Job prospects Transport Driver near Charlottetown (PE)
Explore current and future job prospects for Transport truck drivers near Charlottetown (PE). These trends also apply to people working as a transport driver.
Note that the current 2019-2021 employment prospects were published in December 2019 based on information available at that time. We are working to update this information as soon as possible. In the meantime, visit the Canadian Online Job Posting Dashboard to find the latest data on the demand and work requirements for this occupation. You can also read our newly updated sectoral profiles to learn about recent developments for key economic sectors in your region.
Balanced labour market
The prospect of finding work in this occupation was fair over the past few years (2016-2018). The number of job openings was about the same as the number of workers available.
The employment outlook will be good for Transport truck drivers (NOC 7511) in Prince Edward Island for the 2019-2021 period.
The following factors contributed to this outlook:
- Employment growth will lead to several new positions.
- A moderate number of positions will become available due to retirements.
- There are a moderate number of unemployed workers with recent experience in this occupation.
The demand for workers in this field often fluctuates with economic conditions, especially those in the manufacturing, wholesale trade and construction sectors. Since truck drivers carry goods to various markets within Canada and the United States, the occupation is quite sensitive to regional and global economic turns.
Technology has impacted the trucking industry significantly over the past decade. Trucks are now more efficient and safer to operate, but they are also more mechanically complex. Emerging training needs for drivers include computer skills, electronic technologies, vehicle inspection and trouble-shooting.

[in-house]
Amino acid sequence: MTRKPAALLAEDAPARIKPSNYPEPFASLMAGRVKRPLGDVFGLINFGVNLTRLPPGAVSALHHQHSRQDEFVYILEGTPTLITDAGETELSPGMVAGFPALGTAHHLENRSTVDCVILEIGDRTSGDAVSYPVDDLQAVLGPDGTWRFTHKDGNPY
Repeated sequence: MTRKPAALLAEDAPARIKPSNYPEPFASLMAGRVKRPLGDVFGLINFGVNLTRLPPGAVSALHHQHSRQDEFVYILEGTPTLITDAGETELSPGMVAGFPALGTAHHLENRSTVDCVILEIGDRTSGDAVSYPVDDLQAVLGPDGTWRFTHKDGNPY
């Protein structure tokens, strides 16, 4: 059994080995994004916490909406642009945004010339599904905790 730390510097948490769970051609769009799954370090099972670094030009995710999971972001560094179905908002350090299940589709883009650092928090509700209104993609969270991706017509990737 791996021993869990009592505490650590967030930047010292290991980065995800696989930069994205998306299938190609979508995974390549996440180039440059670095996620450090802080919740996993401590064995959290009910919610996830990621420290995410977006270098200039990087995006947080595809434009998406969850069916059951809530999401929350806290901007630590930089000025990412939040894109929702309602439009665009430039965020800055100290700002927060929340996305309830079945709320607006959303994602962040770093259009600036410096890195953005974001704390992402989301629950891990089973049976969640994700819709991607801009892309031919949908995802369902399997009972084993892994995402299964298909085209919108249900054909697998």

Working conditions, such as long work hours, unconventional work schedules and being away from home are listed as some of the main causes for the high employee turnover in this occupation. In particular, there tends to be a high turnover rate for long-haul drivers increasing the number of openings in this specific area. Also, in certain industries, such as construction, agriculture and forestry, seasonal work is common as drivers often experience periods of unemployment during the year.
Further, those with industry certification, such as a licence to transport dangerous goods or enhanced security clearance at international borders, will likely have more career opportunities. Employment opportunities may also be good for tractor-trailer (long-haul) truck drivers who own and operate their own trucks. Job prospects may be stronger for experienced workers with a clean driver's abstract as well. However, for individuals under the age of 25, career prospects in this field may be reduced because of the greater insurance costs to employers. The use of global positioning systems and onboard computers has significant impact on how truckers work and on employers' requirements.
Here are some key facts about Transport truck drivers in the Prince Edward Island region:
- Approximately 1,550 people work in this occupation.
- Transport truck drivers mainly work in the following sectors:
- Truck transportation (NAICS 484): 49%
- Construction (NAICS 23): 8%
- Wholesale trade (NAICS 41): 8%
- Agriculture (NAICS 111, 112, 1151, 1152): 7%
- Mining, quarrying, and oil and gas extraction (NAICS 21): 5%
- The distribution of full-time and part-time workers in this occupation is:
- Full-time workers: more than 95% compared to 83% for all occupations
- Part-time workers: less than 5% compared to 17% for all occupations
- 47% of transport truck drivers work all year, while 53% work only part of the year, compared to 58% and 42% respectively among all occupations. Those who worked only part of the year did so for an average of 28 weeks compared to 27 weeks for all occupations.
- 6% of transport truck drivers are self-employed compared to an average of 11% for all occupations.
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